Empathy Circles

An Empathy Circle is a structured dialogue process based on mutual active listening. The process increases constructive dialogue and mutual understanding by ensuring that each person feels fully heard to their satisfaction.


  1. The first person selects who they will speak to
  2. They speak about whatever comes up for them for a set time (3-5mins)
  3. The listener reflects back what they are hearing until the speaker feels heard and understood to their satisfaction
  4. Then it is the listeners turn to select who they will speak to and for that new listener to reflect back what they are hearing
  5. Everyone helps hold the circle process by monitoring and sticking to the steps.

Nonviolent Communication

Nonviolent Communication can help process tensions in a way that supports honesty with care and creates conditions for connection and better collaboration.

A simple way to do this is to:

  1. State the issue you observe
  2. Highlight how it made you feel
  3. Say what you need to be able to work well
  4. Make a request of the other person

Here is a good resource to learn more about how to do this: Guide to 4 part NVC Process (PDF)

Active Listening

Active listening is about suspending our own thought processes and making a conscious effort to understand another person’s perspective.


Try this exercise for practice:

Practice in threes. You’ll need two people to practice this. Each take a role - speaker, listener or observer.

  1. The speaker speaks for about 2 minutes on a topic of their choice, the more controversial the better!
  2. The listener actively listens and then summarises the key ideas and any emotions they observed, as succinctly as possible (1 minute).
  3. The observer also actively listens and gives constructive feedback to the listener on their summary and anything they missed.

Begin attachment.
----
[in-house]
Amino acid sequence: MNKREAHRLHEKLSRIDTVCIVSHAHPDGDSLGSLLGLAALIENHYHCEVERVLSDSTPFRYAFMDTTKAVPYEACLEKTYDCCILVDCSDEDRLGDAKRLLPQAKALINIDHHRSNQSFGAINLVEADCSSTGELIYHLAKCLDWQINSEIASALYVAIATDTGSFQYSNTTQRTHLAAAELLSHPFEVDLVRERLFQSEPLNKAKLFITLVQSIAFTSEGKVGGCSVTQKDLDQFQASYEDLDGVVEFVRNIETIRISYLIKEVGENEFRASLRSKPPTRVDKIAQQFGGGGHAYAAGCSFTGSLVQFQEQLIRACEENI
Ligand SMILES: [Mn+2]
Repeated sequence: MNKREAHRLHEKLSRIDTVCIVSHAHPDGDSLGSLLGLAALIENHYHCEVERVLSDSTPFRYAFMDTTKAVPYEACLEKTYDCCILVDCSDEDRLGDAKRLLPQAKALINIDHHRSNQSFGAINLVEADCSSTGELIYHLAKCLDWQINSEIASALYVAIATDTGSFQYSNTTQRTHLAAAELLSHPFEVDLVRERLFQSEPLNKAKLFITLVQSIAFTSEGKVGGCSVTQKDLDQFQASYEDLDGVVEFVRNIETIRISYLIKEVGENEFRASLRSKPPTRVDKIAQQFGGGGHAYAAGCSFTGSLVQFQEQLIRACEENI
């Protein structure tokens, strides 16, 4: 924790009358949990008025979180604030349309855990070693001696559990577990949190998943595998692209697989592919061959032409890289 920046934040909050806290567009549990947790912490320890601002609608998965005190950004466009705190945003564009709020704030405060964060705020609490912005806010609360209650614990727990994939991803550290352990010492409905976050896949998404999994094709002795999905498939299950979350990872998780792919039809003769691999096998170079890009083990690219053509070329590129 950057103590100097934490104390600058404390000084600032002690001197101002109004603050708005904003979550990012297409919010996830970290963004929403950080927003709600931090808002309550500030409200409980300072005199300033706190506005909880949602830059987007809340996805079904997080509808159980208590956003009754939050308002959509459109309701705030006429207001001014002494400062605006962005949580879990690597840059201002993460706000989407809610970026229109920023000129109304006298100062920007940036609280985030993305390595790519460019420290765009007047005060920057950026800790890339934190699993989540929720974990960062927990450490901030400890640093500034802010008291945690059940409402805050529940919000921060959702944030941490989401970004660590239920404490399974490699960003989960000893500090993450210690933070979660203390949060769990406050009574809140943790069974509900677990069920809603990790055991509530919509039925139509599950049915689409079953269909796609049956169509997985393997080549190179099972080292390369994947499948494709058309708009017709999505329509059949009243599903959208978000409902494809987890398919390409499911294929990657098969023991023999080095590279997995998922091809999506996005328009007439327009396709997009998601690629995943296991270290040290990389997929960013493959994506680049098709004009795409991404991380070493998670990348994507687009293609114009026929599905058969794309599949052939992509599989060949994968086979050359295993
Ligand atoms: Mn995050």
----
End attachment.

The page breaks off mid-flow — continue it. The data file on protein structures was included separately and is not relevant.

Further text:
4. The speaker then has a chance to say how it felt and to comment on the listening.
  5. Keep switching roles until everyone has had a chance to try each role.
Practical Steps

Creating Group Agreements

Creating Conflict Group Agreements will help to figure out how the group will handle conflicts and tensions when they inevitably arise.

These could include:

  • An intention to ‘lean into conflict’, treating it as potentially transformative rather than something to run away from.
  • An agreement of a clear method and space for raising and processing tensions within your group.
  • A shared understanding about what to do if a conflict occurs and where to go for help.
  • An intention to use Nonviolent Communication and short feedback loops to process tensions quickly and non-judgmentally. (Short feedback Loops are when you tell someone that you have a tension with their role or their behaviour quickly after the tension occurs).

Conflict Mapping

Use this tool when your group wants to get a clearer picture of the issues that are underlying the conflict situation. It helps your group to map out the underlying needs and fears of each person involved in the conflict and to find common ground. It’s a structured way of moving forward in a conflict that is much easier to facilitate than an open discussion.

This tool could be facilitated by someone in your group, including someone directly involved in the conflict (as long as they feel able to stay neutral when encouraging others contributions), by a neutral friend or external facilitator.

Materials: a large piece of paper e.g. flip chart or a roll of wallpaper and some marker pens.

Step 1: What’s the issue?

In the middle of the paper write down what the issue is. Aim for neutral and unemotional language and try to keep it an open-ended statement.

Step 2: Who’s involved?